Judy Canova (November 20, 1913–August 5, 1983), born Juliette Canova, was an American comedienne, actress, singer and radio personality. She appeared on Broadway and in films. She hosted her own network radio program, a popular series broadcast from 1943 to 1955.
Born in Starke, Florida to Joseph Francis Canova, a businessman, and Henrietta Perry, a singer, Judy Canova's show-business career began with a family vaudeville routine. She joined her sister Annie and brother Zeke, and their performances as the Three Georgia Crackers took them from theaters in Florida to a club in Manhattan, the Village Barn. Canova sang, yodeled and played guitar and was typed as a wide-eyed likable country bumpkin, often barefoot, and wearing her hair in braids, sometimes topped with a straw hat. She was sometimes introduced as The Ozark Nightingale, though she had no connection to the region.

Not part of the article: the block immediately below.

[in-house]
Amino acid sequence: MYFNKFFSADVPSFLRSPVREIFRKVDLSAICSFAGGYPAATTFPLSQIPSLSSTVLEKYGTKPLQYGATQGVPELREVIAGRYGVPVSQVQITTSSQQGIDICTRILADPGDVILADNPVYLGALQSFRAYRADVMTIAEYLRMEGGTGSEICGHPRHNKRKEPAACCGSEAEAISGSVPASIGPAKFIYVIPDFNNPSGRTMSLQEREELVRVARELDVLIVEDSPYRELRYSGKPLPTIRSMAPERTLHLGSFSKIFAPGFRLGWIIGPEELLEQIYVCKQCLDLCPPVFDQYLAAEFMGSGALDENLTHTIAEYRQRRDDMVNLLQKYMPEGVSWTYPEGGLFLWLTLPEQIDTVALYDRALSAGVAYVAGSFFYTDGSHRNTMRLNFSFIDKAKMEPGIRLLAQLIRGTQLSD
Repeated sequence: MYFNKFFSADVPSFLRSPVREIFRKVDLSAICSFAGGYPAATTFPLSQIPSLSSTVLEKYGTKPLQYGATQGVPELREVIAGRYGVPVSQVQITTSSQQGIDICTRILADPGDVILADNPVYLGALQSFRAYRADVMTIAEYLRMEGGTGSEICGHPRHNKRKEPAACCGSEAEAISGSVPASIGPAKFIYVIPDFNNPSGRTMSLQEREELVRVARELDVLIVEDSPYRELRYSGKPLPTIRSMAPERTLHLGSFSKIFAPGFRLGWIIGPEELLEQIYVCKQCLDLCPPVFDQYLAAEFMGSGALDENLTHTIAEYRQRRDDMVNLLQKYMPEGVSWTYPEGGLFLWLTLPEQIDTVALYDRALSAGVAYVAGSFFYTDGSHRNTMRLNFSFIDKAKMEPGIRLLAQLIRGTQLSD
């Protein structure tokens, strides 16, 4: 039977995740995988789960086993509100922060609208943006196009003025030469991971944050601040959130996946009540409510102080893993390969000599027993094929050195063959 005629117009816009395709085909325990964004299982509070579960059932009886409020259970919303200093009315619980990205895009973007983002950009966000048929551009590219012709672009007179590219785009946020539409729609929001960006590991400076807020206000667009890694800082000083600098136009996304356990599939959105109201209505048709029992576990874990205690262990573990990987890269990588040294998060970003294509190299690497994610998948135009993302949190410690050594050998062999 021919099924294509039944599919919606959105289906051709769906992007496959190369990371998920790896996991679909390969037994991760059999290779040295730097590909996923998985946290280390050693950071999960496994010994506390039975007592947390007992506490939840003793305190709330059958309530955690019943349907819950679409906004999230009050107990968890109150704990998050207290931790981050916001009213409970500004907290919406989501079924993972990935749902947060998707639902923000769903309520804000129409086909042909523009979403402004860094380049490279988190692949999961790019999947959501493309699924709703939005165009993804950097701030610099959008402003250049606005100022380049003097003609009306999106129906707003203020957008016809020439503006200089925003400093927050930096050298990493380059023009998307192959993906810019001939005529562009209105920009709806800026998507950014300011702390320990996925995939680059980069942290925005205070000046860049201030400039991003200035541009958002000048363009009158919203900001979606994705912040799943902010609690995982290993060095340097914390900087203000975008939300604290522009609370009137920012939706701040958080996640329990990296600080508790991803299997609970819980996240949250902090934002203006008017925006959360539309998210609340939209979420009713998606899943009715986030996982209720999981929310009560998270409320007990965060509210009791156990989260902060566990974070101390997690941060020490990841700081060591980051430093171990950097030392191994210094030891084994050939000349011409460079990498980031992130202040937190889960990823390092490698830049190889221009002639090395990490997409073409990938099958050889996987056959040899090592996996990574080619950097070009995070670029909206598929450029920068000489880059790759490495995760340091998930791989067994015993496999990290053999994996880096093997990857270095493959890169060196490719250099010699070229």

When bandleader Rudy Vallée offered her a guest spot on his radio show in 1931, The Fleischmann Hour, it opened the door to a career that spanned more than five decades. The popularity of the Canova family led to numerous performances on radio in the 1930s, and they made their Broadway theater debut in the revue Calling All Stars. An offer from Warner Bros. led to several bit parts before she signed with Republic Pictures. She recorded for the RCA Victor label and appeared in more than two dozen Hollywood films, including Scatterbrain (1940), Joan of Ozark (1942) and Lay That Rifle Down (1955).